At a Mesolithic site in Onnarp, Sweden, for example, scientists found the remains of aurochs that had been shot with arrows. The wounded animals escaped their pursuers before later dying in a swamp.

The aurochs couldn’t escape extinction, though.

“It became extinct due to the destruction of the habitat of the aurochs since the arrival of the first farmers in Europe about 7500 years ago,” Prummel said. “These farmers used the area inhabited by aurochs for their dwellings, arable fields and meadows. The aurochs gradually lost suitable habitat.”

The last aurochs died in 1627 at a zoo in Poland.

Source: http://news.discovery.com/history/ancient-barbeque-aurochs-110627.html

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An archaeological excavation currently being undertaken by Context One, on behalf of Ashford Homes, on the corner of Bathwick Street and Henrietta Road, Bathwick, have uncovered the remains of several Roman structures with associated features, as well as a Roman road surface.

Based on some of the finds recovered so far, it appears to be an early Roman site. A preliminary look at the structures suggests we’ve discovered at least one dwelling, divided into both domestic and industrial areas, the latter comprise various external surfaces and boundary walls.

We have also revealed a Roman road crossing the site. This is constructed from a number of layers that have built up over some time, suggesting the road was in continued use. Several exterior (possible yard) surfaces have also been uncovered adjacent to the road.

A large number of smaller features (including various pits) have been revealed during the initial cleaning of the site. Whilst some of these almost certainly post-date the structures and road surface, others may prove to be contemporary.

We are in the initial stages of our investigation and are likely to be on site for at least the next month. Updates on our progress will be forwarded to the local press but for more immediate information we will be posting here on their website. http://www.contextone.co.uk

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A Viking axe head found in a Gloucestershire village could be evidence of a battle more than 1,100 years ago, according to archaeologists.

The wrought iron object, found in Slimbridge in 2008, has now been identified as being of Viking origin.

Archaeologists think the axe head could be evidence of a battle in 894 AD

Archaeologists think the axe head could be evidence of a battle in 894 AD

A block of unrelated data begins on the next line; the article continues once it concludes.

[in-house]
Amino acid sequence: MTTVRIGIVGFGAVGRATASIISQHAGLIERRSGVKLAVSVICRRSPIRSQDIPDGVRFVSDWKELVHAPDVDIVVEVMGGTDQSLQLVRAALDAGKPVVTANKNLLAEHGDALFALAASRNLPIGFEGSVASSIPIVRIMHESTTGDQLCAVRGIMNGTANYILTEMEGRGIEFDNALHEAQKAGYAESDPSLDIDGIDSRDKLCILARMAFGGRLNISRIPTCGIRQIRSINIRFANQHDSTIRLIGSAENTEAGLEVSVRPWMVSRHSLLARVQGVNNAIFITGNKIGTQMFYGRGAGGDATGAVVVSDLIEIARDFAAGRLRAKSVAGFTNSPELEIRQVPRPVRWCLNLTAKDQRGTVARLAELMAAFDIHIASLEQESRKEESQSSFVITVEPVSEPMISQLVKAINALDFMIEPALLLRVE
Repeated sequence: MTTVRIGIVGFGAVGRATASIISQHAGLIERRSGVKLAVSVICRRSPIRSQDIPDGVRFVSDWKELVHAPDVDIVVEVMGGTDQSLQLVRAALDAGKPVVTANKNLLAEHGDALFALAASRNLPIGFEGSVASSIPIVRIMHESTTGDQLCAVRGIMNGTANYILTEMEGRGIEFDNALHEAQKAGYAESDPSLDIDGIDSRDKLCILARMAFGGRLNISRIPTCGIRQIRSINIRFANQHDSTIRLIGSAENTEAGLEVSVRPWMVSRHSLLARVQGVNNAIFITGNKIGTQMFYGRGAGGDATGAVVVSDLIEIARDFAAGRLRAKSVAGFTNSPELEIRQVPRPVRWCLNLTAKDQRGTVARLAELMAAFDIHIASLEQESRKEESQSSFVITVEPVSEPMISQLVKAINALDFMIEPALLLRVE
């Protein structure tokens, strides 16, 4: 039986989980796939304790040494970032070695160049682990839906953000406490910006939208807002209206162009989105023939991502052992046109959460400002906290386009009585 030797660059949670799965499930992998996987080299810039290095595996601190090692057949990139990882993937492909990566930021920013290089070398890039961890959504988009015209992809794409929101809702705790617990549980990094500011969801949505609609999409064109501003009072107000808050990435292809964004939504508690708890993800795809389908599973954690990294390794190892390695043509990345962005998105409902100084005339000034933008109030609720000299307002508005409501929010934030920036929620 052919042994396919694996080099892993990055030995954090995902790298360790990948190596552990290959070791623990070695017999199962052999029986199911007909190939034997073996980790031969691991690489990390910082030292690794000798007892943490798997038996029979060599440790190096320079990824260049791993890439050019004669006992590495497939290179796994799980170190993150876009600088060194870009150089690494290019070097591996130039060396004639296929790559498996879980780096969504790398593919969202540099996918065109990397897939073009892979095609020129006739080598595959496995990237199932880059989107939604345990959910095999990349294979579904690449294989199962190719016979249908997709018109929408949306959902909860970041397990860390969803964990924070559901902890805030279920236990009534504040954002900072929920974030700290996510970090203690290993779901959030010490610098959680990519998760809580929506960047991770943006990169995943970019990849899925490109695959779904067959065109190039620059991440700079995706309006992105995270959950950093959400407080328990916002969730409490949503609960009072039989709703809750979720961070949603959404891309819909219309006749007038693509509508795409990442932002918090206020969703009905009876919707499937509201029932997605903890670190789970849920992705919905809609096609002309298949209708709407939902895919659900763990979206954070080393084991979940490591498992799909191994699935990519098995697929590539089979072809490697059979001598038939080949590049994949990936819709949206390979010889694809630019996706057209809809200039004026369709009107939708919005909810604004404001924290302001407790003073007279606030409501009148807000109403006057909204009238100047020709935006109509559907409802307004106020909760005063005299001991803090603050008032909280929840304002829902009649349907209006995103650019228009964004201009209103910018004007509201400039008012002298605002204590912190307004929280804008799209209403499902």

Historians say a band of Vikings sailed up the River Severn and fought against the Anglo-Saxons in 894 AD.

Archaeologists say where the axe head was found is where they could have tied up their ships.

It was discovered by Ian Hunter Darling under a hedge in his garden.

Bloody battle

“I couldn’t believe what I saw. I thought it could have been an agricultural implement of some description,” he said.

He said an archaeological visit to the the farm where he lives had got the experts “quite excited”.

“They said I should take it to a museum to have it looked at.”

According to historians King Alfred the Great fought the Vikings in a bloody battle at Minchinhampton, about 10 miles from Slimbridge, in 894 AD.

Three Viking princes were killed in the battle, and fighting could have ranged over a wide area of the Berkeley Vale.

For over a century archaeologists have speculated where the Vikings could have moored their ships.

“They realised my driveway would have been creek in those days before there was a sea wall on the River Severn,” said Mr Hunter Darling.

“The boats could have tied up at the bottom of my garden.”

‘Viking sword’

Members of Slimbridge local history society now want to gather further evidence of Viking activity in the village.

Peter Ballard, from the society, said: “A member of a local family claimed he found a Viking sword in a ditch by the River Cam many years ago, but that has now been lost.”

They are asking for residents who may have found other Viking objects to come forward.

A meeting to highlight the importance of the discovery will be held in Slimbridge Village Hall on 21 February.

The axe head is to go on display at Stroud Museum in the Park.

Link: http://www.bbc.co.uk/news/uk-england-gloucestershire-16829808